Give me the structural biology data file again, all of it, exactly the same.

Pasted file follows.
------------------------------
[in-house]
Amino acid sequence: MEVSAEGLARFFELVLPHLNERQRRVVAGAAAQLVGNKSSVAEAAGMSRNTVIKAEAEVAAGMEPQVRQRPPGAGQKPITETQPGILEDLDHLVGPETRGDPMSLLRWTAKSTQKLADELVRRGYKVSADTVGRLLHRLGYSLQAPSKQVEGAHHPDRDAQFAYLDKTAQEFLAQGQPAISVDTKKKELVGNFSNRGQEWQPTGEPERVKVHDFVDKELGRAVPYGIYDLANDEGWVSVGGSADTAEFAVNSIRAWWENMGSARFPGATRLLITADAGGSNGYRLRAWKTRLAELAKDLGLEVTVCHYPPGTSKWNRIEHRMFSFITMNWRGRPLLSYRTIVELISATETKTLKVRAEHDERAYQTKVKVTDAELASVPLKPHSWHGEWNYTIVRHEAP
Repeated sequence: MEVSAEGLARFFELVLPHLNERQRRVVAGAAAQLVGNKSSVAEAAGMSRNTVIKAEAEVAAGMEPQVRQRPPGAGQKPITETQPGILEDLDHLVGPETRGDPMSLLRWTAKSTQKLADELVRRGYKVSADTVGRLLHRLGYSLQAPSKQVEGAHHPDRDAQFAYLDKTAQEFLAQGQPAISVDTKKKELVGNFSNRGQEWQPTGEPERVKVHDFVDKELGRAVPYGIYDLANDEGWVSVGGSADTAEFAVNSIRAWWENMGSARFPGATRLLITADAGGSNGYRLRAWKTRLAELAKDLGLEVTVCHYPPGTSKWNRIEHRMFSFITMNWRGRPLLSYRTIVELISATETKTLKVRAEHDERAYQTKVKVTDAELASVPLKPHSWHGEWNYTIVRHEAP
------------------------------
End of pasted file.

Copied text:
[in-house]
Amino acid sequence: MEVSAEGLARFFELVLPHLNERQRRVVAGAAAQLVGNKSSVAEAAGMSRNTVIKAEAEVAAGMEPQVRQRPPGAGQKPITETQPGILEDLDHLVGPETRGDPMSLLRWTAKSTQKLADELVRRGYKVSADTVGRLLHRLGYSLQAPSKQVEGAHHPDRDAQFAYLDKTAQEFLAQGQPAISVDTKKKELVGNFSNRGQEWQPTGEPERVKVHDFVDKELGRAVPYGIYDLANDEGWVSVGGSADTAEFAVNSIRAWWENMGSARFPGATRLLITADAGGSNGYRLRAWKTRLAELAKDLGLEVTVCHYPPGTSKWNRIEHRMFSFITMNWRGRPLLSYRTIVELISATETKTLKVRAEHDERAYQTKVKVTDAELASVPLKPHSWHGEWNYTIVRHEAP
Repeated sequence: MEVSAEGLARFFELVLPHLNERQRRVVAGAAAQLVGNKSSVAEAAGMSRNTVIKAEAEVAAGMEPQVRQRPPGAGQKPITETQPGILEDLDHLVGPETRGDPMSLLRWTAKSTQKLADELVRRGYKVSADTVGRLLHRLGYSLQAPSKQVEGAHHPDRDAQFAYLDKTAQEFLAQGQPAISVDTKKKELVGNFSNRGQEWQPTGEPERVKVHDFVDKELGRAVPYGIYDLANDEGWVSVGGSADTAEFAVNSIRAWWENMGSARFPGATRLLITADAGGSNGYRLRAWKTRLAELAKDLGLEVTVCHYPPGTSKWNRIEHRMFSFITMNWRGRPLLSYRTIVELISATETKTLKVRAEHDERAYQTKVKVTDAELASVPLKPHSWHGEWNYTIVRHEAP